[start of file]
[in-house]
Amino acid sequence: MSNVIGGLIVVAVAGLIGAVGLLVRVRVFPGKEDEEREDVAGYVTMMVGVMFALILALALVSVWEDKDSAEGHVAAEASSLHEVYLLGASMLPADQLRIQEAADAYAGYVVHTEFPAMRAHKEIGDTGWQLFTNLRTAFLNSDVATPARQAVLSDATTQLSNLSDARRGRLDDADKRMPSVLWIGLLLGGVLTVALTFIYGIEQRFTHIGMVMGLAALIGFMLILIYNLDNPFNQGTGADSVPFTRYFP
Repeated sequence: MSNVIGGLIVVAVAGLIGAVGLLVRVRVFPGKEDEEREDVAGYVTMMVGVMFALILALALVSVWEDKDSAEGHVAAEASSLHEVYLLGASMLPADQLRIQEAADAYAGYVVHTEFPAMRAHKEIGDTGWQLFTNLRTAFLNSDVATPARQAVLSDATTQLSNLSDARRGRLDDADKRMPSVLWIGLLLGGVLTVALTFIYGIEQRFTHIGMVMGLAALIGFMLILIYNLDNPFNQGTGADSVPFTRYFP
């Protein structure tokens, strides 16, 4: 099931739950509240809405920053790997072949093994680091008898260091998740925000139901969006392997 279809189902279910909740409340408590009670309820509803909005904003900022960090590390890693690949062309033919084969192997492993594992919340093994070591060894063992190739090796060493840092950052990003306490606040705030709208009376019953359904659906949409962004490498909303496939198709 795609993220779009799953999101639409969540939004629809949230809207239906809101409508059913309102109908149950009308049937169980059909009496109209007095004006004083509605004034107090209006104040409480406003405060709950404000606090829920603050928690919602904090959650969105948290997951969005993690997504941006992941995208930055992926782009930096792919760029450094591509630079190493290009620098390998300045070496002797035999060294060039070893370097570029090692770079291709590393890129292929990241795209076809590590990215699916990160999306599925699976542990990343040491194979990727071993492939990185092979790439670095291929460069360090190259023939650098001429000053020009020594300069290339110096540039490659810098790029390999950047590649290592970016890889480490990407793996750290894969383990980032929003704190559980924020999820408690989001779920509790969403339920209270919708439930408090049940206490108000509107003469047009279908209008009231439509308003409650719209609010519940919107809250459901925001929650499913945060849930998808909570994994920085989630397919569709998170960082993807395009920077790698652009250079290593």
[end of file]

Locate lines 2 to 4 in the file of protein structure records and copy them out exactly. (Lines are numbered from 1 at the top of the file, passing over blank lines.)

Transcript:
Amino acid sequence: MSNVIGGLIVVAVAGLIGAVGLLVRVRVFPGKEDEEREDVAGYVTMMVGVMFALILALALVSVWEDKDSAEGHVAAEASSLHEVYLLGASMLPADQLRIQEAADAYAGYVVHTEFPAMRAHKEIGDTGWQLFTNLRTAFLNSDVATPARQAVLSDATTQLSNLSDARRGRLDDADKRMPSVLWIGLLLGGVLTVALTFIYGIEQRFTHIGMVMGLAALIGFMLILIYNLDNPFNQGTGADSVPFTRYFP
Repeated sequence: MSNVIGGLIVVAVAGLIGAVGLLVRVRVFPGKEDEEREDVAGYVTMMVGVMFALILALALVSVWEDKDSAEGHVAAEASSLHEVYLLGASMLPADQLRIQEAADAYAGYVVHTEFPAMRAHKEIGDTGWQLFTNLRTAFLNSDVATPARQAVLSDATTQLSNLSDARRGRLDDADKRMPSVLWIGLLLGGVLTVALTFIYGIEQRFTHIGMVMGLAALIGFMLILIYNLDNPFNQGTGADSVPFTRYFP
């Protein structure tokens, strides 16, 4: 099931739950509240809405920053790997072949093994680091008898260091998740925000139901969006392997 279809189902279910909740409340408590009670309820509803909005904003900022960090590390890693690949062309033919084969192997492993594992919340093994070591060894063992190739090796060493840092950052990003306490606040705030709208009376019953359904659906949409962004490498909303496939198709 795609993220779009799953999101639409969540939004629809949230809207239906809101409508059913309102109908149950009308049937169980059909009496109209007095004006004083509605004034107090209006104040409480406003405060709950404000606090829920603050928690919602904090959650969105948290997951969005993690997504941006992941995208930055992926782009930096792919760029450094591509630079190493290009620098390998300045070496002797035999060294060039070893370097570029090692770079291709590393890129292929990241795209076809590590990215699916990160999306599925699976542990990343040491194979990727071993492939990185092979790439670095291929460069360090190259023939650098001429000053020009020594300069290339110096540039490659810098790029390999950047590649290592970016890889480490990407793996750290894969383990980032929003704190559980924020999820408690989001779920509790969403339920209270919708439930408090049940206490108000509107003469047009279908209008009231439509308003409650719209609010519940919107809250459901925001929650499913945060849930998808909570994994920085989630397919569709998170960082993807395009920077790698652009250079290593």